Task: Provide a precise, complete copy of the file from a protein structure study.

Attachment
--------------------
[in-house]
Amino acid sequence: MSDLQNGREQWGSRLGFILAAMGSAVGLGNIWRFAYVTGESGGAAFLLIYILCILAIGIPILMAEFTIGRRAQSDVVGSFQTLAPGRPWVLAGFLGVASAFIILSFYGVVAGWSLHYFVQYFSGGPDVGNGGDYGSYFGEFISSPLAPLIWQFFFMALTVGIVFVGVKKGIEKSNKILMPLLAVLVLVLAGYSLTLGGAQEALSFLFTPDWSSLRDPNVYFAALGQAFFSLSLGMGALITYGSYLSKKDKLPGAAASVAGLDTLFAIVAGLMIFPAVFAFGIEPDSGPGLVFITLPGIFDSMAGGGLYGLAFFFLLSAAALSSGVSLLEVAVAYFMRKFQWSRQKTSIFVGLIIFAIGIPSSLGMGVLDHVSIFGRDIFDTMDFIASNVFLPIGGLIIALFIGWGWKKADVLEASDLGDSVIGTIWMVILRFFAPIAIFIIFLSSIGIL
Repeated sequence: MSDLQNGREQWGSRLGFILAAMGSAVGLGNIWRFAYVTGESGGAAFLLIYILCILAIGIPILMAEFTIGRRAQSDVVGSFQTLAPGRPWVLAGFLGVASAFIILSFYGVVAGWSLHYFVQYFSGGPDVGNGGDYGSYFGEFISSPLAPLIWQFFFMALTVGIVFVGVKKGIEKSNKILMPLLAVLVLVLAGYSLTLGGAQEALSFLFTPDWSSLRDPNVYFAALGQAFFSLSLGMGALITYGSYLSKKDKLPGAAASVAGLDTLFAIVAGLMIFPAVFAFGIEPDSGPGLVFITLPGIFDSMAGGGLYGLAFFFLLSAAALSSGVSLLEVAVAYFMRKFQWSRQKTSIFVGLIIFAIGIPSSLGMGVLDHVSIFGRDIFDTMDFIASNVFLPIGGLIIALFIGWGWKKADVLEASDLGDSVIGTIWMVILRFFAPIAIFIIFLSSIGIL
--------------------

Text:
[in-house]
Amino acid sequence: MSDLQNGREQWGSRLGFILAAMGSAVGLGNIWRFAYVTGESGGAAFLLIYILCILAIGIPILMAEFTIGRRAQSDVVGSFQTLAPGRPWVLAGFLGVASAFIILSFYGVVAGWSLHYFVQYFSGGPDVGNGGDYGSYFGEFISSPLAPLIWQFFFMALTVGIVFVGVKKGIEKSNKILMPLLAVLVLVLAGYSLTLGGAQEALSFLFTPDWSSLRDPNVYFAALGQAFFSLSLGMGALITYGSYLSKKDKLPGAAASVAGLDTLFAIVAGLMIFPAVFAFGIEPDSGPGLVFITLPGIFDSMAGGGLYGLAFFFLLSAAALSSGVSLLEVAVAYFMRKFQWSRQKTSIFVGLIIFAIGIPSSLGMGVLDHVSIFGRDIFDTMDFIASNVFLPIGGLIIALFIGWGWKKADVLEASDLGDSVIGTIWMVILRFFAPIAIFIIFLSSIGIL
Repeated sequence: MSDLQNGREQWGSRLGFILAAMGSAVGLGNIWRFAYVTGESGGAAFLLIYILCILAIGIPILMAEFTIGRRAQSDVVGSFQTLAPGRPWVLAGFLGVASAFIILSFYGVVAGWSLHYFVQYFSGGPDVGNGGDYGSYFGEFISSPLAPLIWQFFFMALTVGIVFVGVKKGIEKSNKILMPLLAVLVLVLAGYSLTLGGAQEALSFLFTPDWSSLRDPNVYFAALGQAFFSLSLGMGALITYGSYLSKKDKLPGAAASVAGLDTLFAIVAGLMIFPAVFAFGIEPDSGPGLVFITLPGIFDSMAGGGLYGLAFFFLLSAAALSSGVSLLEVAVAYFMRKFQWSRQKTSIFVGLIIFAIGIPSSLGMGVLDHVSIFGRDIFDTMDFIASNVFLPIGGLIIALFIGWGWKKADVLEASDLGDSVIGTIWMVILRFFAPIAIFIIFLSSIGIL